I was still at the point in my life when the house was the hero of every story, our lost and beloved country.
It was apt that I read Ann Patchett’s latest novel, The Dutch House, while I was at McCrae. McCrae is the place where I’ve spent all of my summers. This year, I saw for the first time, the house that has been built where my family’s fibro beach shack once stood. When the shack was sold (I was devastated) people said to me, “It’s just a house, you still have the memories.” Logically, I knew this to be true but it didn’t explain why I continued to pass the house, seeing the unfamiliar cars in the driveway, and the new curtains hanging in the window, and always wondering, “Did ‘they’ love the house as much as I did?”
In The Dutch House, I found kindred spirits in siblings Maeve and Danny. The house in question is named for the nationality of its original owners, the Van Hoebeeks (although features Delft mantlepieces, a dining room with a deep blue and gilt ceiling, and a powder-room with carved walnut panels of birds and flowers). Danny describes the house as “…more in keeping with Versailles than Eastern Pennsylvania…” and as a child, found its opulence ‘mortifying’.
Danny and Maeve are forced to leave the Dutch House but, as adults, they frequently return, parking across the street, observing the house from a distance and reflecting on what had happened to them (I won’t give that part of the story away!) –
“…like swallows, like salmon, we were the helpless captives of our migratory patterns. We pretended that what we had lost was the house, not our mother, not our father. We pretended that what we had lost had been taken from us by the person who still lived inside….
It is during one of these visits that Danny asks Maeve whether she thought it was possible to ‘…ever see the past as it actually was.’ While Maeve insists that she does that, Danny is not so sure and proposes that we in fact ‘…overlay the present onto the past,’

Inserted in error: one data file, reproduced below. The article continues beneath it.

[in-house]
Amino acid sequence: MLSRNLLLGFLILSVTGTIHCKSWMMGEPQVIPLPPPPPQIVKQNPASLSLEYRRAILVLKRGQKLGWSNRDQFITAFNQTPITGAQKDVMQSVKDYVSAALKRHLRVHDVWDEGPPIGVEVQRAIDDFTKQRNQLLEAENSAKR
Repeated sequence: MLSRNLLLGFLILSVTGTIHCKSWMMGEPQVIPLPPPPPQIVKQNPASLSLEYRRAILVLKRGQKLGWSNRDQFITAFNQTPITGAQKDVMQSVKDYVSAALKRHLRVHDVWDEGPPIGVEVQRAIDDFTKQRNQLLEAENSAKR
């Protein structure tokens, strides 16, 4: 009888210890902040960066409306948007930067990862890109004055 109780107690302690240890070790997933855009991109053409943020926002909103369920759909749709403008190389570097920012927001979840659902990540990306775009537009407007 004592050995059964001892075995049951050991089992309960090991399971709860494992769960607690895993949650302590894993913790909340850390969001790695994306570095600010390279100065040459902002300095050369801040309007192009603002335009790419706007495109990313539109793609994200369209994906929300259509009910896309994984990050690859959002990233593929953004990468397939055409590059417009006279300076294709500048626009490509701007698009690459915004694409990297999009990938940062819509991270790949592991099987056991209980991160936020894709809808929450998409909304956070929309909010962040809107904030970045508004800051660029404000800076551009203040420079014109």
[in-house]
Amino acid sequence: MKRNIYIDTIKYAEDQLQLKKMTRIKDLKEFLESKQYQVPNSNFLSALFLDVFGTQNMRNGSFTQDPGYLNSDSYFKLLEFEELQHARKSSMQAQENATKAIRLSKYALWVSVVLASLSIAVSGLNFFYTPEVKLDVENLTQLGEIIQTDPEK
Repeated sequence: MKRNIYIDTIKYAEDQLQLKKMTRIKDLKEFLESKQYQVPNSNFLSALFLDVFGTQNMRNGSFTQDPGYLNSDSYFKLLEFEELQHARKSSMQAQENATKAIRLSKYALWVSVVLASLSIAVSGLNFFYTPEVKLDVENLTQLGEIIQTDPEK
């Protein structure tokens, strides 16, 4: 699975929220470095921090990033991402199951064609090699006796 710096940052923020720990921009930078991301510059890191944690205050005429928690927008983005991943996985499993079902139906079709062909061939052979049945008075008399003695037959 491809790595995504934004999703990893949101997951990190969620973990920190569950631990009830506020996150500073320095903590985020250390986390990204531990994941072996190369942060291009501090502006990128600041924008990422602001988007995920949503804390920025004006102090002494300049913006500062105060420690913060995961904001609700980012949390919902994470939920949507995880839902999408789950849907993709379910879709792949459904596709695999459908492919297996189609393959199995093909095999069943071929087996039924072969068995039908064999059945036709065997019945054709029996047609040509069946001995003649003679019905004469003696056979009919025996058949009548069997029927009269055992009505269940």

“We look back through the lens of what we know now, so we’re not seeing it as the people we were, we’re seeing it as the people we are, and that means the past has been radically altered.”
So where does this leave me, and my memories of a far-from-opulent beach shack? I think I’m with Danny, and that my ‘past’ with the beach shack represents a carefree childhood; an endless summer; family; a life free of responsibility, timetables, and expectations – all seen though the far more burdened lens of the present.
I’ve said little about the plot of The Dutch House – I won’t go into specifics but know that the gentle twists and turns are absolute perfection.
Equally wonderful is the deliciously complex theme of motherhood, which Patchett magnifies by adding fairy tale elements to the story – the ‘wicked’ stepmother; the distant father; the fairy godmother; a red coat; life-saving elixirs; and the magical castle (and in the case of the Dutch House, its secret doors; curtains enclosing window-seats; a dark basement; and chests and wardrobes full of things that hadn’t been touched in decades). These narrative elements are familiar and yet Patchett incorporates them out in a way that is unexpected but nonetheless believable.
Mothers were the measure of safety, which meant that I was safer than Maeve. After our mother left, Maeve took up the job on my behalf but no one did the same for her.
5/5 I didn’t think I could love a story as much as I loved Commonwealth, but there you go, Patchett has done it again.
I received my copy of The Dutch House from the publisher, Bloomsbury Publishing ANZ, via NetGalley, in exchange for an honest review.
“Dear Maeve, Last night Andrea announced she didn’t like the apple cake. The apple cake is everybody’s favourite but now Jocelyn isn’t supposed to make it anymore. Jocelyn said it doesn’t matter, and that she’d make me one at her house and smuggle it in in pieces.”
I’m not a huge fan of cooked fruit however I have fond memories of my Nan making a delicious Dutch Apple Cake.